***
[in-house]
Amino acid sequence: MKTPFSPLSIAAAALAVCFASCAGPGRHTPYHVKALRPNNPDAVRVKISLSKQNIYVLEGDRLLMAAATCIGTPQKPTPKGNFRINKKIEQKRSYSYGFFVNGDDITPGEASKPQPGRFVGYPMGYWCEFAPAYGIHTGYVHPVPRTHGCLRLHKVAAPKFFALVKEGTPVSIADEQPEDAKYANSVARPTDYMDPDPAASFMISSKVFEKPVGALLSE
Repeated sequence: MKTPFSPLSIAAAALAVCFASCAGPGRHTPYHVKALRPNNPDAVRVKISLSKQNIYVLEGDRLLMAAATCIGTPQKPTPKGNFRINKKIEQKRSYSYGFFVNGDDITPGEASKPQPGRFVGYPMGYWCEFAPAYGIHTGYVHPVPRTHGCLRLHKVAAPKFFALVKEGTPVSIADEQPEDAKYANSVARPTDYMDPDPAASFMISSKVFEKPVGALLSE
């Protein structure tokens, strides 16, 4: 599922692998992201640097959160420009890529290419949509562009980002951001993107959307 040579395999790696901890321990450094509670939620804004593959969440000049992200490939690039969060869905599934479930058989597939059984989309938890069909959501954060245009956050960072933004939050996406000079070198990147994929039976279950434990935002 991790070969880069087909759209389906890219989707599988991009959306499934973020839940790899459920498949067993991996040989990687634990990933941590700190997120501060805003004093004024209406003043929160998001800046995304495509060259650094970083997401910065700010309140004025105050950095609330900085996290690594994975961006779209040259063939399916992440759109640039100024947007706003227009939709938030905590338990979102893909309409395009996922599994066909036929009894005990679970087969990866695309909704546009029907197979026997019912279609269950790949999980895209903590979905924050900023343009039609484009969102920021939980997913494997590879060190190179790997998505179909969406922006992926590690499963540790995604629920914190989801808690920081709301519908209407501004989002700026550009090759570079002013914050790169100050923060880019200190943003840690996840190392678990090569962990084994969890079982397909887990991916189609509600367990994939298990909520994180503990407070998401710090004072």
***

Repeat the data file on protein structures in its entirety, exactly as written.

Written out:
[in-house]
Amino acid sequence: MKTPFSPLSIAAAALAVCFASCAGPGRHTPYHVKALRPNNPDAVRVKISLSKQNIYVLEGDRLLMAAATCIGTPQKPTPKGNFRINKKIEQKRSYSYGFFVNGDDITPGEASKPQPGRFVGYPMGYWCEFAPAYGIHTGYVHPVPRTHGCLRLHKVAAPKFFALVKEGTPVSIADEQPEDAKYANSVARPTDYMDPDPAASFMISSKVFEKPVGALLSE
Repeated sequence: MKTPFSPLSIAAAALAVCFASCAGPGRHTPYHVKALRPNNPDAVRVKISLSKQNIYVLEGDRLLMAAATCIGTPQKPTPKGNFRINKKIEQKRSYSYGFFVNGDDITPGEASKPQPGRFVGYPMGYWCEFAPAYGIHTGYVHPVPRTHGCLRLHKVAAPKFFALVKEGTPVSIADEQPEDAKYANSVARPTDYMDPDPAASFMISSKVFEKPVGALLSE
């Protein structure tokens, strides 16, 4: 599922692998992201640097959160420009890529290419949509562009980002951001993107959307 040579395999790696901890321990450094509670939620804004593959969440000049992200490939690039969060869905599934479930058989597939059984989309938890069909959501954060245009956050960072933004939050996406000079070198990147994929039976279950434990935002 991790070969880069087909759209389906890219989707599988991009959306499934973020839940790899459920498949067993991996040989990687634990990933941590700190997120501060805003004093004024209406003043929160998001800046995304495509060259650094970083997401910065700010309140004025105050950095609330900085996290690594994975961006779209040259063939399916992440759109640039100024947007706003227009939709938030905590338990979102893909309409395009996922599994066909036929009894005990679970087969990866695309909704546009029907197979026997019912279609269950790949999980895209903590979905924050900023343009039609484009969102920021939980997913494997590879060190190179790997998505179909969406922006992926590690499963540790995604629920914190989801808690920081709301519908209407501004989002700026550009090759570079002013914050790169100050923060880019200190943003840690996840190392678990090569962990084994969890079982397909887990991916189609509600367990994939298990909520994180503990407070998401710090004072």